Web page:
Authors: Guillermo Fuentes (presenter), Universidad Santo Tomás, Incaic Exploration; Rodrigo Muñoz, Taypi Geohidroconsultores Limitada; Sebastián Perroud, Incaic Exploration, Universidad de Chile; Fernando Martínez, Universidad Católica del Norte; Walter Garrido, Universidad Santo Tomás, Incaic Exploration
Presentation is in Spanish.
Recent advances in the knowledge of the forearc tectonic and structural evolution elucidate the strong control of the pre-orogenic structures in the accommodation of the Andean shortening. As have been shown in others orogens, the choose of the structural style can lead a difference of up to an order of magnitude in shortening estimations. Particularly in the Western Andean Mountain Front (WAMF), at 21°S, depending on the structure style selected, contrasting tectonic models have been proposed (crustal structures) to explain the Andean orogenesis. In order to assess the structural style and tectonic evolution, between 20°30’-21°15’S, we present a detailed 2D seismic interpretation calibrated by well and drill-hole data, and rock outcrops. Also, we perform isopach map and restored geological sections. The main results of this contribution reveal partially inverted graben and half-graben arrays formed by Jurassic to Early Cretaceous extension and subsequently underwent contraction which led the basin inversion at least since the Upper Cretaceous, developing hanging and footwall short-cut structures. Inverted syn-rift isopach map gives us the chance to propose lateral continuation of main structures and identify along strike variations, as tip points, polarity changes and accommodation zones, showing a pseudo-3D structural configuration for the WAMF. Most of the shortening estimations were close to 3 km, despite of along strike variations on main inverted graben and half-graben structures. Partially inverted graben and half-graben arrays, its evolution and along strike variations must be consider in future tectonic models to better understand the main Andean structures.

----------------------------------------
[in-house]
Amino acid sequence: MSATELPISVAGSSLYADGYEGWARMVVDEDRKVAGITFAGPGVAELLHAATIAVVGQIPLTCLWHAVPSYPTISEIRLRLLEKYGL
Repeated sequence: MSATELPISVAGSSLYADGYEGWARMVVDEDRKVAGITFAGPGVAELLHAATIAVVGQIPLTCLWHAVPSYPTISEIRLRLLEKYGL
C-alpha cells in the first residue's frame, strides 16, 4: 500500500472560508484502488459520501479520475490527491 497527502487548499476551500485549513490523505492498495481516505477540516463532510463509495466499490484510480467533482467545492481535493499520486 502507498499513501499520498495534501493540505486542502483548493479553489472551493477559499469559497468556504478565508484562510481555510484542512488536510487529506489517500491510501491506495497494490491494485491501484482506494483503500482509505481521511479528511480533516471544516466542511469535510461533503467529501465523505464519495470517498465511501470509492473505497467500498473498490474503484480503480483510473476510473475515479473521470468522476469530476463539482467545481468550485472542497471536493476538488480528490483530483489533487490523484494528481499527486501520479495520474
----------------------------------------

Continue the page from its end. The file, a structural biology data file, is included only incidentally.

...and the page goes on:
Guillermo Fuentes, Universidad Santo Tomás, Incaic Exploration
Guillermo graduated on geology and got his PhD on structural geology and tectonics in the University of Chile. He has participated with the AMTC in two geology national maps for the Geological National Survey (SERNAGOMIN) and has been consultor in economic structural geology for major companies as Antofagasta Minerals, as well he has lead generative mineral exploration projects for covered zones in the north of Chile. He has been research fellow at Universidad Santo Tomás and academic in others universities in Chile.
He currently is Assistant Professor at Universidad Santo Tomás, where he is responsible for field and structural geology courses, head of applied structural geology and geotectonics group at the university. He also works as Exploration Manager at Incaic Exploration SpA.